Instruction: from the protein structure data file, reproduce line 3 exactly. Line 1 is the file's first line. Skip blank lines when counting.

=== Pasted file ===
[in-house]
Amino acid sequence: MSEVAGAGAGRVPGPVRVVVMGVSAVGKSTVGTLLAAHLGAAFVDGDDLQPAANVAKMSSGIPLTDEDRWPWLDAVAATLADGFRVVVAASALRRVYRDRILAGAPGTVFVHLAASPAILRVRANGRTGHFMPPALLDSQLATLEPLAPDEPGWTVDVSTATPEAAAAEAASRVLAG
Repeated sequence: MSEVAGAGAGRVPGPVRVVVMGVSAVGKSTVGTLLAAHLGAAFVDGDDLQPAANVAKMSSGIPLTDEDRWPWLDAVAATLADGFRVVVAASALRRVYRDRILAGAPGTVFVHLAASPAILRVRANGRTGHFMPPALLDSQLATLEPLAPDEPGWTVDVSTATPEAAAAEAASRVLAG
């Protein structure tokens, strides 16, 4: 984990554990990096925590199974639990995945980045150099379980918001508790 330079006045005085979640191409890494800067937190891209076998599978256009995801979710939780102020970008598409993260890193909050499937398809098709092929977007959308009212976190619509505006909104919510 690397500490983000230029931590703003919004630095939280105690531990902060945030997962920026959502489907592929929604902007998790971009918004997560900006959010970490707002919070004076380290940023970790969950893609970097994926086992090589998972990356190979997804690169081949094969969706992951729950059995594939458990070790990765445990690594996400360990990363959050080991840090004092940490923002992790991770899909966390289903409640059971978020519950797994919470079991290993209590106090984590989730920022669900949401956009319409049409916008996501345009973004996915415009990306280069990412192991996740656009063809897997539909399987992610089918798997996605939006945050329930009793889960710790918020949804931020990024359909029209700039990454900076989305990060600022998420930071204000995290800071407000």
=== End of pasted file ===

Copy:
Repeated sequence: MSEVAGAGAGRVPGPVRVVVMGVSAVGKSTVGTLLAAHLGAAFVDGDDLQPAANVAKMSSGIPLTDEDRWPWLDAVAATLADGFRVVVAASALRRVYRDRILAGAPGTVFVHLAASPAILRVRANGRTGHFMPPALLDSQLATLEPLAPDEPGWTVDVSTATPEAAAAEAASRVLAG